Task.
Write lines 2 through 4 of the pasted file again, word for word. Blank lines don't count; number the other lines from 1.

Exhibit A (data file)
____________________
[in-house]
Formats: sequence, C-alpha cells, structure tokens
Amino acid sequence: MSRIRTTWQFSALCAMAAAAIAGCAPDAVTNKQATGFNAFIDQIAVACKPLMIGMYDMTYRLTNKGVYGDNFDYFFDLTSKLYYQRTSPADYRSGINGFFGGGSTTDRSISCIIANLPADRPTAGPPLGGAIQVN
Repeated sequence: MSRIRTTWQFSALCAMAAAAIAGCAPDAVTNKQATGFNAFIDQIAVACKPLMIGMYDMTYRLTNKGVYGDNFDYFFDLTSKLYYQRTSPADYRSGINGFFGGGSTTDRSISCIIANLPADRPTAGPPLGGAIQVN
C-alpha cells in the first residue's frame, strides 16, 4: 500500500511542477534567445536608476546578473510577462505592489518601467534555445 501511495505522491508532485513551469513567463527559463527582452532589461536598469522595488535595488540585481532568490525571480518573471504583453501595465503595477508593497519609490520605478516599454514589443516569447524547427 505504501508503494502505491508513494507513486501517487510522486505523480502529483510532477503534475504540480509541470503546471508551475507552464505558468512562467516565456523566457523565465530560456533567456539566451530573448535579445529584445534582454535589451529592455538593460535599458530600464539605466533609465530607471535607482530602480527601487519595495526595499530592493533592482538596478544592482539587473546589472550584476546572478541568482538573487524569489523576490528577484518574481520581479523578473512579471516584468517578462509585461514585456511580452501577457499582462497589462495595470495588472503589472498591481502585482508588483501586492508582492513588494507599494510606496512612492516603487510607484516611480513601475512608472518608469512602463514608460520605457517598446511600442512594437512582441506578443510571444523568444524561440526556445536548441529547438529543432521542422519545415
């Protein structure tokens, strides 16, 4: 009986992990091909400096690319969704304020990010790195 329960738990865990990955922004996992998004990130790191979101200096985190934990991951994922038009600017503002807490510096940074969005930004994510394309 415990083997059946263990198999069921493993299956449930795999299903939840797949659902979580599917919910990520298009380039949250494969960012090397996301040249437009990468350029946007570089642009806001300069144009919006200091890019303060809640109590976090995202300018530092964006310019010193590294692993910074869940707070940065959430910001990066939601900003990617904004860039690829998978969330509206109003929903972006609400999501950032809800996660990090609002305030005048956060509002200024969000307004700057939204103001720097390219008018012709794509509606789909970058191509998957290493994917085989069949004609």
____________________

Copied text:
Formats: sequence, C-alpha cells, structure tokens
Amino acid sequence: MSRIRTTWQFSALCAMAAAAIAGCAPDAVTNKQATGFNAFIDQIAVACKPLMIGMYDMTYRLTNKGVYGDNFDYFFDLTSKLYYQRTSPADYRSGINGFFGGGSTTDRSISCIIANLPADRPTAGPPLGGAIQVN
Repeated sequence: MSRIRTTWQFSALCAMAAAAIAGCAPDAVTNKQATGFNAFIDQIAVACKPLMIGMYDMTYRLTNKGVYGDNFDYFFDLTSKLYYQRTSPADYRSGINGFFGGGSTTDRSISCIIANLPADRPTAGPPLGGAIQVN